Great renovation boom sees NZ residents spend $1.8B on their homes



New Zealand is undergoing its biggest renovation in history as home improvement activity hit an all time high throughout the pandemic. 

According to Ray White chief economist Nerida Conisbee, the value of consents for alterations and additions to existing homes hit a record high of $1.8 billion in 2021. 

“Many of the drivers of this renovation activity are similar to what drove house price increases – very low interest rates and high savings rates,” Ms Conisbee said. 

“Add to this, a lot of time stuck at home and the result was a lot of much nicer kitchens, new bathrooms and beautiful outdoor areas. 

“This level of spending on our homes is unlikely to have taken place without the pandemic.” 

By location, Auckland residents spent the most on their homes in 2021 at $640 million. This was followed by Wellington at $111.6 million, and then Christchurch at $95.5 million. 

The areas that saw the biggest increases from 2020 included Opotiki, Horowhenua and Masterton, rising by in excess of 80 per cent.

“Having a look at the average renovation spend per home, Auckland residents are spending the most with many capitalising on the sharp rise in house values,” Ms Conisbee said.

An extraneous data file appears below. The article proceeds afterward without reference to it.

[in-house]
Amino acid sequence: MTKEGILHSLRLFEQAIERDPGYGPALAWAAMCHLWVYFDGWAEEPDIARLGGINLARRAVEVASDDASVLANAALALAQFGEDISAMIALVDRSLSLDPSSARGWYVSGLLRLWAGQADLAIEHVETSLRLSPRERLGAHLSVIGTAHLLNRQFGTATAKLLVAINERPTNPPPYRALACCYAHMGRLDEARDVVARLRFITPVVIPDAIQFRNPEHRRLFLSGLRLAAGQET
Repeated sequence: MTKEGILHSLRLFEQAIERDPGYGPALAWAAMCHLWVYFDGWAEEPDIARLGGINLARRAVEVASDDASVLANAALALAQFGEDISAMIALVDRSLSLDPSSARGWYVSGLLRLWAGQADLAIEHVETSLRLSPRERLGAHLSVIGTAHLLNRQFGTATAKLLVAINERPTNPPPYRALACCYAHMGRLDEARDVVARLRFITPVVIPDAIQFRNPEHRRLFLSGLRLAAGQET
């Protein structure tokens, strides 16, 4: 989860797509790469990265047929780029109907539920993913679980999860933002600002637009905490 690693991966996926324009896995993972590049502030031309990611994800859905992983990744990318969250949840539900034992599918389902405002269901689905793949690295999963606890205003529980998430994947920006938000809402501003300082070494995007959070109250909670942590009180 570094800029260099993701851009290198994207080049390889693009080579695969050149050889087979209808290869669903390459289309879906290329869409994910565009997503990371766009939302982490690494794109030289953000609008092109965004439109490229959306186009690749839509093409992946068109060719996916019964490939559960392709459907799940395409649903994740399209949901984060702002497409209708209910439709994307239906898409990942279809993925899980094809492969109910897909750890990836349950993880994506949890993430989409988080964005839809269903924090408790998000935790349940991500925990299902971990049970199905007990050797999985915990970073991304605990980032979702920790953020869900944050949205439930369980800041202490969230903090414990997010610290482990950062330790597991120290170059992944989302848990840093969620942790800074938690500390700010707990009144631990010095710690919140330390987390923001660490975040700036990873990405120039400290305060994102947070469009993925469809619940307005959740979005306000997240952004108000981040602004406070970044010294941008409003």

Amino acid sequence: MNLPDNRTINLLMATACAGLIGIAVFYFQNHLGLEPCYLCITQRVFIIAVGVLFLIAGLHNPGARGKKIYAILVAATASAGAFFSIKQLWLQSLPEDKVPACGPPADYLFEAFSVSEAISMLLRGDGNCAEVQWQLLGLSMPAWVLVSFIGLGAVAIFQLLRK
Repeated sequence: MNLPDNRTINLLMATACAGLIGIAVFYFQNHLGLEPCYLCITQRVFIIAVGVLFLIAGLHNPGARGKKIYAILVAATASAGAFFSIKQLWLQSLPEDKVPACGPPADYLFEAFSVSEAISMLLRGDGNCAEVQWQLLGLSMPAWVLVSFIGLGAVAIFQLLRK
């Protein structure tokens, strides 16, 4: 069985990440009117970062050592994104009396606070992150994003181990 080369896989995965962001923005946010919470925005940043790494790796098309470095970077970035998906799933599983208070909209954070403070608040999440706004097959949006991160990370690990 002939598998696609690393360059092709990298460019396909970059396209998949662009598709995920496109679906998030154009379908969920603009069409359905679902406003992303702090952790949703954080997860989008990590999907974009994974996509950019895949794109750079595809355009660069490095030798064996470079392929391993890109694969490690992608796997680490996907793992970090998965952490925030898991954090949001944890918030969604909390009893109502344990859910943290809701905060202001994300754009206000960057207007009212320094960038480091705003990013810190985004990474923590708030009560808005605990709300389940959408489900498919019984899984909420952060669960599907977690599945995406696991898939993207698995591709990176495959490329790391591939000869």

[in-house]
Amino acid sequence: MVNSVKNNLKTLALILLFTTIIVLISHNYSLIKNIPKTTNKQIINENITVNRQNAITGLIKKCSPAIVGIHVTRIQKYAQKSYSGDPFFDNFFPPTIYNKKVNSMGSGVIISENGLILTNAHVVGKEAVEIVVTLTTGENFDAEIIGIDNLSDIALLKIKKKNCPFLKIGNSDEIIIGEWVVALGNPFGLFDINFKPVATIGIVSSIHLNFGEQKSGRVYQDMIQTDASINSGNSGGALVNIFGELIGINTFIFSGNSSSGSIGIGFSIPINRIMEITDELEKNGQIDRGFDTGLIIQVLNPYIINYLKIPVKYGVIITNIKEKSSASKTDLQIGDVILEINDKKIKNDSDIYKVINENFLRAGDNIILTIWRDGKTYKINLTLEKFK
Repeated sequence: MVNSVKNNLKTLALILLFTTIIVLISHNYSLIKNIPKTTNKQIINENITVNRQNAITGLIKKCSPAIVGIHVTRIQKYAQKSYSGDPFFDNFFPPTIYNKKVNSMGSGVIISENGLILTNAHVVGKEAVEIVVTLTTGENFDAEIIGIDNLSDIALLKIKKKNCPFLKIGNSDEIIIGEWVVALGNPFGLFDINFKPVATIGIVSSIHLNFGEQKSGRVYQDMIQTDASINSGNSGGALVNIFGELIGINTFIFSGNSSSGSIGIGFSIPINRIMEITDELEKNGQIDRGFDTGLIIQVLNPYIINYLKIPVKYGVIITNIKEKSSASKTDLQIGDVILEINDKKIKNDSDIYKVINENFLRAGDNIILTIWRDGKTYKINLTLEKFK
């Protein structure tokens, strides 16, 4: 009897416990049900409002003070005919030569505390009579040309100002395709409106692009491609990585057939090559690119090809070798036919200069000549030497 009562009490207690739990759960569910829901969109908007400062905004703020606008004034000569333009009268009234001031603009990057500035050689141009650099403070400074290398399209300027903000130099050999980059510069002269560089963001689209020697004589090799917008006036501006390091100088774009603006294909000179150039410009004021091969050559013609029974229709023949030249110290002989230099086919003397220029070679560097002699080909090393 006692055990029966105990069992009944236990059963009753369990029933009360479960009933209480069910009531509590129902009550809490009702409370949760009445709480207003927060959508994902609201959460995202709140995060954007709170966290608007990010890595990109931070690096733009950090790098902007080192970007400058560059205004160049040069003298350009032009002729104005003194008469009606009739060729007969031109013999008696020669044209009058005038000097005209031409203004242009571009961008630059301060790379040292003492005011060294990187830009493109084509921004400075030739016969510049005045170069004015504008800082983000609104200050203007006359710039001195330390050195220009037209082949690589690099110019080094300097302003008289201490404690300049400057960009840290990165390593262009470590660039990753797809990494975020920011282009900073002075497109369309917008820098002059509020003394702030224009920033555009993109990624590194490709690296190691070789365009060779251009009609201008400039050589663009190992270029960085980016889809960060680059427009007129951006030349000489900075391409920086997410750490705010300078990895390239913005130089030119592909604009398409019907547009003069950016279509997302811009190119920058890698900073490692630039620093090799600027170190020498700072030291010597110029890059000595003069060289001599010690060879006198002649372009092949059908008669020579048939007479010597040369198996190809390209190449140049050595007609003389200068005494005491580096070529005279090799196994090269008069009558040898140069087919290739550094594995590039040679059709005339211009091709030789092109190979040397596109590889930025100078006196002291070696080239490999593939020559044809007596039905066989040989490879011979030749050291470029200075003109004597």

“The average renovation approved was $126,000. 

“Coming in second was Queenstown-Lakes District at $116,000, with Wellington third at $106,000.” 

While New Zealand residents spent a lot of time and money renovating their homes in 2021, Ms Conisbee said the activity was unlikely to continue at the same rate. 

“With interest rate increases has come a slow down in lending – this is moderating house price growth and will also moderate spending on improving our homes,” she said. 

“Building costs are also increasing rapidly, pushed up by stuck supply chains and difficulties in finding labour. 

“Finally, we are likely to see savings rates reduce this year as we start to travel again and spend our money going out instead of on our homes. 

“The great renovation boom may mean our bathrooms will never look as good as they do now, but hopefully the end of lockdowns and our ability to travel again will mean that it will matter less.”